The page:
Building walls around a city is an idea that is as old as cities themselves. In the Middle Ages, walls were built to keep out invading armies. Now they are built to keep out Mother Nature. [...]
As far as walls go, the Big U is designed to be a nice one ("a wall with benefits," as one urban designer puts it). It was one of the winning proposals in Rebuild by Design, a $930 million competition sponsored by the U.S. Department of Housing and Urban Development... — Rolling Stone
The article describes New York as having more at stake when it comes to sea-level rise than any other city in the world. A bunch of islands in a coastal estuary, New York is uniquely at risk. And, as the largest financial hub in the world with some of the most expensive real estate in the country...
It was revealed earlier this month that declassified U.S. spy satellite photographs taken above the Antarctic have inadvertently also documented how that continent has been affected by climate change. In this case, deep in the archives of national intelligence agencies are satellite photos half a century old in which scientifically useful data has been hiding in plain sight. These now-outdated spy photographs have thus found an unexpected second life as important tools of planetary science... — the Atlantic
"Climate change is happening so fast and on such a huge scale that it's forcing us to change the borders of a country," said head of the mapping expedition, Marco Ferrari... The borders of a country are "something we always consider as stable, as a political device, the foundation of the modern state, the most sacred thing, but this huge natural transformation makes clear how disruptive and alarming these changes are," he said. — Vice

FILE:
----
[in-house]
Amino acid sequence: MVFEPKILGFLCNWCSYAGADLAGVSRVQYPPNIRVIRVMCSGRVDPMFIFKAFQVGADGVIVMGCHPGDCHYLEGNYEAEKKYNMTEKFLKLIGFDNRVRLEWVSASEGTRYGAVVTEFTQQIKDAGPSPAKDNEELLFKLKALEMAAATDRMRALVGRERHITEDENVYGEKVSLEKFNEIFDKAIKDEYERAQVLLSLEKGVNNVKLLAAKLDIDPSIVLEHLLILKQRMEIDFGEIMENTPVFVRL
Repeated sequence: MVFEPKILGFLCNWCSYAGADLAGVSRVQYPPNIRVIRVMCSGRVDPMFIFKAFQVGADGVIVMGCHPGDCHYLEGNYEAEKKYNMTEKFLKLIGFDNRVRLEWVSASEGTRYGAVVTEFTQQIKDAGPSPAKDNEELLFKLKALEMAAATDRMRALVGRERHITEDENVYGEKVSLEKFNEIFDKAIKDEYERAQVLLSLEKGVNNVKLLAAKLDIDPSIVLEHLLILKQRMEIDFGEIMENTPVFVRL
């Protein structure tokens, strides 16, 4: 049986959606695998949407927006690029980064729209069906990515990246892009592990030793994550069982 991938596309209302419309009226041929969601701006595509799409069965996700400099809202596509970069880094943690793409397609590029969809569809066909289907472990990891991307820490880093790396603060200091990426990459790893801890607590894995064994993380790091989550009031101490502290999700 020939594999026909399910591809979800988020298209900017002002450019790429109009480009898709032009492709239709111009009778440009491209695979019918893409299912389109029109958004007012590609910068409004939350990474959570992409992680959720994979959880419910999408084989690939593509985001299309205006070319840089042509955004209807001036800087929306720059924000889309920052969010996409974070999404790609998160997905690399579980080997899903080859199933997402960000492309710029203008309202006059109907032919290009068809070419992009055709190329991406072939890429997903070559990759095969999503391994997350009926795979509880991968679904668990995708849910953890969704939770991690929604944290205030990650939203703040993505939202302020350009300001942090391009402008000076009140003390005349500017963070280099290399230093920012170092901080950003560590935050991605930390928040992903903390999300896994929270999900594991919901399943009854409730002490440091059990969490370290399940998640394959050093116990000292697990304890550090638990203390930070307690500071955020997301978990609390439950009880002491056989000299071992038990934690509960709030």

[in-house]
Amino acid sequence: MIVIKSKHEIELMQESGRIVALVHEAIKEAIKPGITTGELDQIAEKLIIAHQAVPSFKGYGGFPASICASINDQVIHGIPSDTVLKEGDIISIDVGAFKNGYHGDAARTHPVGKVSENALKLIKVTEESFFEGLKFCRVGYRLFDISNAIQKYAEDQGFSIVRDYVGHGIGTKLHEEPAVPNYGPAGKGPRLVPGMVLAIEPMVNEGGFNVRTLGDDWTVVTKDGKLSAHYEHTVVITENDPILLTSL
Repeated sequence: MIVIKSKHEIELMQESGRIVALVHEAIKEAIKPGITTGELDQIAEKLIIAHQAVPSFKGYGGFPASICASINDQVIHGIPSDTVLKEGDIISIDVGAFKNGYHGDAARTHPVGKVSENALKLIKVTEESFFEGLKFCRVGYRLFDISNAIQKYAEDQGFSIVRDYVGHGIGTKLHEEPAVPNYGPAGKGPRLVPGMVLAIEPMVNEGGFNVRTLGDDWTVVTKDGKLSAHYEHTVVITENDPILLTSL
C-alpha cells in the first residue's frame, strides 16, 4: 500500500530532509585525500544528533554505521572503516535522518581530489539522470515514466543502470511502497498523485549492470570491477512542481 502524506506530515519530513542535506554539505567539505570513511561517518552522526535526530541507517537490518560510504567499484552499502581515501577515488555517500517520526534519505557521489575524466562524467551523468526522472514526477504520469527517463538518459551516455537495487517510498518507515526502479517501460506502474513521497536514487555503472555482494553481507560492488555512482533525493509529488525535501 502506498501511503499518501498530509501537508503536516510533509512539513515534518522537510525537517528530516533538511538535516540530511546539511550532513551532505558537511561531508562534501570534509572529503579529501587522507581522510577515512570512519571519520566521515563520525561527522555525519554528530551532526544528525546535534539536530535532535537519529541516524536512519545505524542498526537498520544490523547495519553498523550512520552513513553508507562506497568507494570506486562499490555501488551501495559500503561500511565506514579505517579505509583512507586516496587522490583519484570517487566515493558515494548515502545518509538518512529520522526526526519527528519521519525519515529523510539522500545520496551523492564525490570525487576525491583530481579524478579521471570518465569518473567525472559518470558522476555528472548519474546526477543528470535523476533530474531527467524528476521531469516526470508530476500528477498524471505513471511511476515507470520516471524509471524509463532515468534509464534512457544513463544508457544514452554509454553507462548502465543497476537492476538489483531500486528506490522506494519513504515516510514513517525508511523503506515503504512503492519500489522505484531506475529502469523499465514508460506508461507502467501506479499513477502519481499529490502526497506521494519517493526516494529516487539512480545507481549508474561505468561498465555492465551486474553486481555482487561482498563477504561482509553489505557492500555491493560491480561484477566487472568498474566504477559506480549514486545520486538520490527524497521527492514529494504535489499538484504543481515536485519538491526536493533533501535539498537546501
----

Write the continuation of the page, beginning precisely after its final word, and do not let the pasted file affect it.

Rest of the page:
Scientists think they have found a smart way to constrain carbon dioxide emissions - just turn them to stone.
The researchers report an experiment in Iceland where they have pumped CO2 and water underground into volcanic rock.
Reactions with the minerals in the deep basalts convert the carbon dioxide to a stable, immobile chalky solid.
Even more encouraging, the team writes in Science magazine, is the speed at which this process occurs: on the order of months. — BBC
The City of Copenhagen will pull its investments out of coal, oil and gas companies. The city council have agreed to divest the fossil fuel holdings of the city’s €920 million investment fund
"Copenhagen decided to ban investments in companies that gain more than 5 percent of their revenue from coal, oil and gas. The criteria apply to companies that engage in prospecting, extracting or refining coal, oil and gas..." — Cities Today
The UAE is currently in the first stage of a man-made mountain development project as the country mulls different approaches to maximising rainfall.
Experts from the US-based University Corporation for Atmospheric Research (UCAR), which manages the National Center for Atmospheric Research (NCAR) are in the “detailed modelling study” phase, as per NCAR scientist and lead researcher Roelof Bruintjes. — Abu Dhabi 2
Sea level forecasts by a coalition of scientists show that the Silicon Valley bases for Facebook, Google and Cisco are at risk of being cut off or even flooded, even under optimistic scenarios where rapid cuts in greenhouse gas emissions avoid the most severe sea level increases.
Without significant adaptation, Facebook’s new campus appears most at risk. — the Guardian
In January, the Department of Housing and Urban Development announced grants totaling $1 billion in 13 states to help communities adapt to climate change, by building stronger levees, dams and drainage systems.